Joeblade

Review of David Twohy’s Riddick

After the risible attempt to make a mythic space opera hero out of Riddick in Chronicles of Riddick, Riddick is a back-to-basics attempt to remind audiences how great the character is. The problem is, he isn’t; he’s one of the reasons Pitch Black is great, but he’s not the reason, and his story was essentially complete in that film. Where Chronicles tried to mythologise him, Riddick simply boringly retreads him.

The film glosses over that thing about Riddick being King of the Universe or whatever it was that happened in Chronicles with the narrative equivalent of an embarrassed cough, instead placing him on a desolate planet, targeted by bounty hunters. The first third of the film is a half hour or so of Riddick against the elements, fighting slavering, venomous slugs and whatnot. It’s not bad, though what could have been a classy, dialogue-free, man-against-nature sequence is marred by voice-overs and other asides. This is purportedly Riddick learning how to be Riddick again but without seeing his decline, seeing his rise is pretty meaningless; he comes out of it looking, sounding and behaving just as he was before.

This is one of the problems I have with Riddick, and it’s a similar problem I had with Chronicles; the character just isn’t that interesting. There’s no depth, there’s no conflict, there’s nothing; he’s all style and no substance, and in Riddick he’s usually the least personable character on screen. He’s effectively invincible and that makes him boring to watch; even when he’s snapping bones back into place or cauterising wounds you know that it isn’t going to slow him down for more than a second or two.

Gone also is the morally ambiguous hardened criminal of Pitch Black. Morally, he’s a fucking paragon; he offers the bounty hunters a compromise so that nobody has to die, he only kills when threatened, he’s a man of his word, he doesn’t leave people behind and he risks his life to save a puppy. Seriously, it’s this adorable, zebra-hyena hybrid with cute widdle boggle eyes. The opening act of Riddick is pretty much that Athena poster with the hunky man holding a baby.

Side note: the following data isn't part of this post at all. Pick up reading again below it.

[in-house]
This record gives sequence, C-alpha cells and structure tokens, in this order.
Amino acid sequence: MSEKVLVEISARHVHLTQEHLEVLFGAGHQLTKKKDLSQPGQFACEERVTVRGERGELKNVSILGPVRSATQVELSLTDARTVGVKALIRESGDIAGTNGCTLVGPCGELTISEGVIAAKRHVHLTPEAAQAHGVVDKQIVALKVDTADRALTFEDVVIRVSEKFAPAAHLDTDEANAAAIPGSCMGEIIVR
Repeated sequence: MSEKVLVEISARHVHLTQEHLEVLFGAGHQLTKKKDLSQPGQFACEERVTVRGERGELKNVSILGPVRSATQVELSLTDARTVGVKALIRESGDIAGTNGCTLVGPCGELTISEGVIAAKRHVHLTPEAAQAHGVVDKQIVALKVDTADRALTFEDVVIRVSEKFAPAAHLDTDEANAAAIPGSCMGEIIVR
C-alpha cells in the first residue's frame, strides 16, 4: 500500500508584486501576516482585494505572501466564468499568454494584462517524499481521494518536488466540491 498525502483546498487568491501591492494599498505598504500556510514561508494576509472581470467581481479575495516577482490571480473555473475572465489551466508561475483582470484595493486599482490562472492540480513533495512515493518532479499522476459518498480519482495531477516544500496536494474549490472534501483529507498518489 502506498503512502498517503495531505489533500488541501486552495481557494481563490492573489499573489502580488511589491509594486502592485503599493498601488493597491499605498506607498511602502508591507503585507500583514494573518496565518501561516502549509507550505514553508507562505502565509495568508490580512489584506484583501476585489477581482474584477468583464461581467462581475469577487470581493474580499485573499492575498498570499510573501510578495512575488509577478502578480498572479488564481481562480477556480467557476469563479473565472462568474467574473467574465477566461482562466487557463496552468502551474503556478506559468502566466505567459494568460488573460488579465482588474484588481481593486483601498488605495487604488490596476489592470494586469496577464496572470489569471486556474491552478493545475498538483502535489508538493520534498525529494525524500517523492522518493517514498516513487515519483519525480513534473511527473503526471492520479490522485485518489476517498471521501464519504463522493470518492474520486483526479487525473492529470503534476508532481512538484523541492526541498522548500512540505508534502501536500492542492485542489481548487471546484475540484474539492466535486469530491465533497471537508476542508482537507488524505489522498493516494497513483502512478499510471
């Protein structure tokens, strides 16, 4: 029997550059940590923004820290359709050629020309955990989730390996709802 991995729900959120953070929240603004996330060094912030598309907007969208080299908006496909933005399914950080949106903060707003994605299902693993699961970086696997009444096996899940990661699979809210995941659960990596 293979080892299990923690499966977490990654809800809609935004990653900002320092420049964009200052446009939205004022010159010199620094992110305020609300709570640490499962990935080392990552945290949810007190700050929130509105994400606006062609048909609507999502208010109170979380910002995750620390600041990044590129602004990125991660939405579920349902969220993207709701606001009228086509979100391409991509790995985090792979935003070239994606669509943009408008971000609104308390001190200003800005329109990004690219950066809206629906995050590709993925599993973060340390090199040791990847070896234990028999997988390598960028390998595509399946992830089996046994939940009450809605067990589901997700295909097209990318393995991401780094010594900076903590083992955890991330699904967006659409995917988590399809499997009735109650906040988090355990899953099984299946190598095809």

So, in Twohy and Diesel’s ongoing quest to make Riddick into a legend, they’ve added very little here. No character growth, no world-building, no real reason to care. This probably doesn’t matter; most people invested in this probably just want to see Diesel growling his way around a soundstage inventively and brutally killing people, and there’s plenty of that here.

Where Riddick stumbles the worst, though, is in its treatment of its female characters. First, an unnamed and imprisoned woman is released and then murdered for no other reason than to show how much of a psycho the bounty hunter leader is. It’s a sour note, and it doesn’t even work; Riddick is a witness to the killing but we know, and he knows, and even all the other characters know, that he’s ten times the bad-ass his opponents are. It’s unclear if the audience is even supposed to care; it’s heavily implied that the bounty hunters sexually abused her, but soon after her death everyone’s wise-cracking and quipping and nobody seems that bad. She’s never mentioned again; there’s more pathos and screen time given over to the killing of Riddick’s dog.

Equally sour is the treatment of Katie Sackhoff’s character Dahl, the film’s only other female presence; I spent the whole film thinking everyone was patronisingly calling her ‘Doll’ and it didn’t seem incongruous at all. Sackhoff, brilliant in Battlestar: Galactica and Longmire, is wasted; Dahl appears to be here simply to flash a tit to wake up the boys in the audience and to show how charismatic and manly Riddick is by declaring that she “doesn’t fuck guys” at the start of the film, then offering herself to Riddick by the end. Urgh.

While I’m sure that Twohy and Diesel’s intentions were good, there’s something overwhelmingly tragic about this film, a fourteen-year-old boy’s idea of what’s cool as presented by a man in his mid-40s, with a hint of jowl and the sense that he’d be happier if he could just put on a shirt and get a job advising people on mortgages. While a return to a Pitch Black-style flick appeals in theory, in practice the one-note characters, a protagonist who may as well be invincible and a unpleasant misogynist streak all diminish Riddick. I suggest just watching Pitch Black again.

By Paul Haine, in